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Monodisperse PEGs for Therapeutics

In the world of therapeutics, several challenges have hindered the development and overall success of drugs and vaccines. One pressing issue is the short half-life of therapeutics, with drugs rapidly breaking down and being eliminated from the body. This leads to poor drug efficacy and consequently having to introduce frequent dosing and potential issues with patient compliance. Additionally, some drugs face problems with solubility, making it difficult for poorly soluble compounds to be effectively absorbed. Maintaining drug stability during storage and administration is also crucial as many compounds, in particular biologics, tend to degrade or undergo chemical changes. Addressing these problems is essential for optimal therapeutic outcomes and clinical approval.1 One strategy for increasing the stability of drugs before and after administration, as well as increasing water solubility, is to chemically incorporate inert polyethylene glycol (PEG) into the drugs. This process has been critical in new drug discovery as well as in generating new therapeutics from previously known drugs.

PEGylation is a bioconjugation technique, which involves attaching PEG chains to therapeutic agents, such as drugs or vaccines. This process enhances the pharmacokinetic and pharmacodynamic properties of the molecules, leading to prolonged circulation time in the body, better solubility, and improved stability. PEGylation has been a successful strategy for new drug development in many instances but until now it has been performed with commercially available off-the-shelf chemicals that are composed of polymers with non-uniform chain length, known as polydisperse PEGs.2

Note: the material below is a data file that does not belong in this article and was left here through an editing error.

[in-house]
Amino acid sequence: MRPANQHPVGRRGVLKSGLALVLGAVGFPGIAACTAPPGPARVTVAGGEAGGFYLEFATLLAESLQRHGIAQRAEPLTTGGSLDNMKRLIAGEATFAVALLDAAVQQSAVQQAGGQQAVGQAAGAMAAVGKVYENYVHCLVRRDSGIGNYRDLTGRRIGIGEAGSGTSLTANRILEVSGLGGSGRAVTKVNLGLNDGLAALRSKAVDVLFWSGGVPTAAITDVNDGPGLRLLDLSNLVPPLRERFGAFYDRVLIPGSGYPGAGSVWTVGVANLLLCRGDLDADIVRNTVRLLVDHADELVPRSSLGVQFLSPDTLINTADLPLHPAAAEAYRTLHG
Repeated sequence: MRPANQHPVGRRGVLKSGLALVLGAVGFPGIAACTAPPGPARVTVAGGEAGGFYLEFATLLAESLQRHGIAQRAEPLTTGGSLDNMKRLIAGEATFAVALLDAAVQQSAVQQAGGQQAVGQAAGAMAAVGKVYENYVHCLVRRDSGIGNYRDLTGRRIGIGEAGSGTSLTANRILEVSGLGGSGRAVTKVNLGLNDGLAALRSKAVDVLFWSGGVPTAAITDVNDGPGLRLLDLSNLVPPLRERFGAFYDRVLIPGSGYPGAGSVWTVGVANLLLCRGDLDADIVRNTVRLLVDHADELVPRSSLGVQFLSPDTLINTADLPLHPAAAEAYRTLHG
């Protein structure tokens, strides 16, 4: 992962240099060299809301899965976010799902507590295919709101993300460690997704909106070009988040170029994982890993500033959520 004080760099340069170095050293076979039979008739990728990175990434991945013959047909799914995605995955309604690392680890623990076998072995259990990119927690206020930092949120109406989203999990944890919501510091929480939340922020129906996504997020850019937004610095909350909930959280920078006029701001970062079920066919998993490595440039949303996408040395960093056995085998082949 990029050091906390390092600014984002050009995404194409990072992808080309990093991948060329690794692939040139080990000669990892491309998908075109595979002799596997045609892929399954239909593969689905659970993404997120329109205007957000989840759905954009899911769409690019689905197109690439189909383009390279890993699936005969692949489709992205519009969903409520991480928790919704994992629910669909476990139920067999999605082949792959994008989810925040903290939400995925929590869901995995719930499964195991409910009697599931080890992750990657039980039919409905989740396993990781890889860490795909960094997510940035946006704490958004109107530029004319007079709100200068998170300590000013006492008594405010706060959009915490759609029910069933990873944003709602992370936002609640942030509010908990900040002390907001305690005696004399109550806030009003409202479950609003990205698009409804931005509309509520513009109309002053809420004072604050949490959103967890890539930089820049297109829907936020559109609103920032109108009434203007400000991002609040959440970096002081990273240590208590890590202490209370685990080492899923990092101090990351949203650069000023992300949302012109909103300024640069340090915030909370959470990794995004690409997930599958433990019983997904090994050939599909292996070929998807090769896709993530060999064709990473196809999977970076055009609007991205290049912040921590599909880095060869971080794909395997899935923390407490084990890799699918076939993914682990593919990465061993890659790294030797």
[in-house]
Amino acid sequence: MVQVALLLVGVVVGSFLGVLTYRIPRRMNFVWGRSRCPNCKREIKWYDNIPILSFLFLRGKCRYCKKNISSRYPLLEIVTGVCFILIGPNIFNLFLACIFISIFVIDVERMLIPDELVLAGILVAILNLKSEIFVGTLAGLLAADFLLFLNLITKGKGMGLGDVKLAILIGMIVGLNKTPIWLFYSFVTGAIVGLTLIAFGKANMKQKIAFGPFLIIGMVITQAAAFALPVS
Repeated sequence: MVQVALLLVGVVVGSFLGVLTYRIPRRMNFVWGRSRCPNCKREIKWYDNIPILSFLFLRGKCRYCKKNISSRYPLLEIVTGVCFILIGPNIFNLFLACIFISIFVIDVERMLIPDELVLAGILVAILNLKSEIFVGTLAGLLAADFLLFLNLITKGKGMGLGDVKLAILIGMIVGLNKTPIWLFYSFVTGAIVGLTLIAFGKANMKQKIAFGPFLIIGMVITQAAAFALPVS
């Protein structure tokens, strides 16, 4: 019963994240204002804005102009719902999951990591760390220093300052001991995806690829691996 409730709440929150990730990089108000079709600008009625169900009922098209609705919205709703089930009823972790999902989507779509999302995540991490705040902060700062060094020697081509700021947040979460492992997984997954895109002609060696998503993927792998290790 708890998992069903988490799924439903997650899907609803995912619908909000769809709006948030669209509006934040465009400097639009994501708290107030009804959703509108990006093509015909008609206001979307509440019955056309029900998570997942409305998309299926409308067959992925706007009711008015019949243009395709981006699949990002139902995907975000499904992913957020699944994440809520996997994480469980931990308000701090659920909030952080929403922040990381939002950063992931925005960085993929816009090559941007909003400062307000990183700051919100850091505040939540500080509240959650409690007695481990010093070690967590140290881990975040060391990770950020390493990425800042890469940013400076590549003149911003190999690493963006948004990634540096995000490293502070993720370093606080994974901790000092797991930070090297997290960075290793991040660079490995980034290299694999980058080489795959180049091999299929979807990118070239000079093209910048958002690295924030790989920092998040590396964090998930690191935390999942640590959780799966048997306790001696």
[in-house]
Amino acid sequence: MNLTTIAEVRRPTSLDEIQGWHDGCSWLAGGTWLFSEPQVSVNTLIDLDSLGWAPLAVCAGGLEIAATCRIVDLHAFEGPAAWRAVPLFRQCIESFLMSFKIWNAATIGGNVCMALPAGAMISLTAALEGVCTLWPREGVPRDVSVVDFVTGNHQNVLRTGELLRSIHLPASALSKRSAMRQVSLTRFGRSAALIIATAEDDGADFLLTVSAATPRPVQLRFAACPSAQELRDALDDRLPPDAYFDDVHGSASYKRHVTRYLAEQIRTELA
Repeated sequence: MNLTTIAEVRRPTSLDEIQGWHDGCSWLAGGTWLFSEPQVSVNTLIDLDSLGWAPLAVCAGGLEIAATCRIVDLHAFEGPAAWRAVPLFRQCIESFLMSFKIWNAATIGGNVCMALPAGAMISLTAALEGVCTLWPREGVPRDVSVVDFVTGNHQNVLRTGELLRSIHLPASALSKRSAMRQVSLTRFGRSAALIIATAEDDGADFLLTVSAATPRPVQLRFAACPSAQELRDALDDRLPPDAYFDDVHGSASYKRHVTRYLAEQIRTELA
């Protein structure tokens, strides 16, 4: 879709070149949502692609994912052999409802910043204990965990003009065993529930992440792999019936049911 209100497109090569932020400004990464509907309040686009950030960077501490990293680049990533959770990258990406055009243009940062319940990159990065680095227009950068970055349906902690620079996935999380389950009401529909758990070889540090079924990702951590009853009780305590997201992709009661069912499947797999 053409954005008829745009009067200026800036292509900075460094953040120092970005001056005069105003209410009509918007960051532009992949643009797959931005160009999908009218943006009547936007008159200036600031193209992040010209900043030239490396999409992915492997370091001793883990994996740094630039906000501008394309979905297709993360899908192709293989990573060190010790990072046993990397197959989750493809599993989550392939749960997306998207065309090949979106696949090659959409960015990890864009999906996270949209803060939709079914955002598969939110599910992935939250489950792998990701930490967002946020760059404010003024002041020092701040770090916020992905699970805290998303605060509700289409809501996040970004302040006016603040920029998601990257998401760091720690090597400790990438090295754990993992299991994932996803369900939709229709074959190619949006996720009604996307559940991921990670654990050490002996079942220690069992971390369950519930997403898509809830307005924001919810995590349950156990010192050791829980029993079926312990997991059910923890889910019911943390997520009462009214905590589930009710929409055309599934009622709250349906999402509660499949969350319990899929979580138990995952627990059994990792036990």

Over the last 25 years, Polypure has developed techniques to synthesise and purify PEGs to a distinct chain length, known as monodisperse, uniform, or single-length PEGs. These high-quality PEGs lead to higher reproducibility in production, a thorough understanding of reaction dynamics, and grant greater efficiency in the purification and analysis of products. The nature of Polypure’s PEG derivatives facilitates quality control, and simplifies monitoring, and optimisation of the chemical processes.

Many companies are starting to choose uniform PEG alternatives for their product development and manufacturing. The consistency of raw materials contributes to reliable production, it increases reproducibility and dramatically reduces batch-to-batch variations. This not only favours high-quality final products but also streamlines research and development activities by reducing the consecutive complex impurity profile associated with polydisperse materials. Ultimately, the use of monodisperse PEGs contributes to more precise and reliable outcomes for pharmaceutical manufacturing.

R&D projects

Polypure is actively engaged in two projects that center around

PEGylation, both of which are supported by the European Union’s Horizon 2020 Research and Innovation Programme through the Marie Skłodowska-Curie Actions. Polypure’s role is to provide tailor-made PEG derivatives and to purify compounds from complex mixtures.

The NOVA-MRI (MSCA Grant #859908) project aims to improve the stability of PLGA nanoparticles for the development of novel 19F MRI contrast agents. This is achieved by attaching monodisperse PEG derivatives onto fluorine-labelled nanoparticles. Polypure is actively investigating the impact of PEG length and the choice of end-group on the binding of nanoparticles to various types of immune cells for improved biocompatibility.

The success of the SARS-CoV-2 mRNA vaccine has showcased the substantial contribution that PEGs can make in advancing vaccine development. The PAVE project (MSCA Grant #861190) seeks to establish immunotherapy-driven strategies for the treatment of pancreatic cancer. Polypure’s responsibility in the PAVE network is to develop PEG products that can be used for vaccine technologies such as lipid nanoparticles (LNPs) and peptide-based vaccines.


Peptide-based cancer vaccines are made up of sequences of amino acids derived from tumor antigens (Figure 1). These peptide sequences are typically lengthy and comprise blocks of hydrophobic amino acids, making the synthesis difficult and requiring rigorous purification to obtain a high-quality product.3 The contribution of Polypure is to assist in PEGylating peptides to improve solubility and simplify downstream processing of vaccine. We have shown that the incorporation of PEG chains in peptide sequences reduces synthesis, purification, and solubility problems frequently encountered with hydrophobic peptides.


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